In most meditation practices, especially those made popular in the West, the observer practices either Focused Attention, an outward practice such as focusing on the breath, or Open Monitoring, which is an inward practice that allows the observer to view his or her thoughts and feelings. In both of these practices the goal is to drop one’s awareness down into the heart space and observe from a place of gentleness and love. However, the observer and observed split is still present, and limiting.

In Nondual Awareness, or effortless mindfulness, or centering prayer, the boundaries between the observer and the observed melt away. Thinking itself drops away. There is no longer a dual sense of subject and object, but the awareness becomes nondual, subject and object collapse into unity. It is an awareness which one can feel has always already been there, and has been waiting for us to remember, to settle back into it.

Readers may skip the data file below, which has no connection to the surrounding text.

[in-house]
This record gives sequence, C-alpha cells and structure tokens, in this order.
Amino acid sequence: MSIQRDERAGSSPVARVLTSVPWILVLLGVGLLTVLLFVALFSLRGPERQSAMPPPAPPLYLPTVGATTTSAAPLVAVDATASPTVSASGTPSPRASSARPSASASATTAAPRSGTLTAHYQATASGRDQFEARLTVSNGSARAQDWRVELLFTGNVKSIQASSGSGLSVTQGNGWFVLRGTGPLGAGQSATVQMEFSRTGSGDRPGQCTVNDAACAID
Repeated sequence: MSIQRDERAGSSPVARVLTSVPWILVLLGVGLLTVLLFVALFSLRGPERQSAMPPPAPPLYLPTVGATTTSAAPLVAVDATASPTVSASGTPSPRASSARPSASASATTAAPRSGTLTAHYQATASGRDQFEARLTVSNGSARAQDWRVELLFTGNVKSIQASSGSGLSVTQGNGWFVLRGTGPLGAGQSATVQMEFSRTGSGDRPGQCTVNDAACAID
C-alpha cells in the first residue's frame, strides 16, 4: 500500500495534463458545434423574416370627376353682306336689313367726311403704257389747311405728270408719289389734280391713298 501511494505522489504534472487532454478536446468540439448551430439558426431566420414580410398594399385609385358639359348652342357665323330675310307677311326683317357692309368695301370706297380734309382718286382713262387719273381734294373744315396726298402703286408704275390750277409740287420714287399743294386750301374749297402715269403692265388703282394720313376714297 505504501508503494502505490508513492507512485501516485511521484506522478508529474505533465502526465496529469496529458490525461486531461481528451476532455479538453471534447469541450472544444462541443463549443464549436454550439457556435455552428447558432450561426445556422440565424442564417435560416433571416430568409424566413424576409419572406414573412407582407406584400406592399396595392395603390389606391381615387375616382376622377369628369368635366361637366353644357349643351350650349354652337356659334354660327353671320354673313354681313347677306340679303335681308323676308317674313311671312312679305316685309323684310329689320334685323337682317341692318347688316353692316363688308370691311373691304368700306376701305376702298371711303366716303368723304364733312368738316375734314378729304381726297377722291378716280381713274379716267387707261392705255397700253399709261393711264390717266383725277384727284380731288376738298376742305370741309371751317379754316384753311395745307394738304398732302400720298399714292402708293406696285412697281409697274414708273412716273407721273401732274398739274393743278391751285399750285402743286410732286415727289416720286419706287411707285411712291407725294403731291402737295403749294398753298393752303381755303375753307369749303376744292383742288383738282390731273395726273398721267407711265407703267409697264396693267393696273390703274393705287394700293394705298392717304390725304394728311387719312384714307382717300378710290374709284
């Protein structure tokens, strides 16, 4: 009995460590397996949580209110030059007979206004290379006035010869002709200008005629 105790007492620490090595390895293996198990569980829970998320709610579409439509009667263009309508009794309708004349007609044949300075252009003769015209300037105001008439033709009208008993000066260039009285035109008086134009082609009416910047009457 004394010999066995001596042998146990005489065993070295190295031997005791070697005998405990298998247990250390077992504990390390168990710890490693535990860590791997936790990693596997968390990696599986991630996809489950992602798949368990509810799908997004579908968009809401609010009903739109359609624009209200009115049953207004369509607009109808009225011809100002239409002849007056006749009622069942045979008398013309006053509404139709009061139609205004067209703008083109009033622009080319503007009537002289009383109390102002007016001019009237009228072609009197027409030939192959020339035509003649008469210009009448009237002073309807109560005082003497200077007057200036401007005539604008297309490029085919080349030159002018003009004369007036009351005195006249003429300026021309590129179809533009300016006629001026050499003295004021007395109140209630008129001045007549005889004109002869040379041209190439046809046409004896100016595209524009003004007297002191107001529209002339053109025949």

Where focused attention feels like a cloud of sensations, and open observational monitoring allows us to drop out of the cloud and observe it in an open sky from a safe distance, nondual awareness is more akin to becoming the space in between, and in, and through, all things until they are sensed only as one infinite thing. The sky, the cloud, the land, the trees, the birds, the wind, the sounds, the light, the dark, and even “me”, all things let go of their boundaried selves and become one. One awake and aware energy, unified and infinitely okay.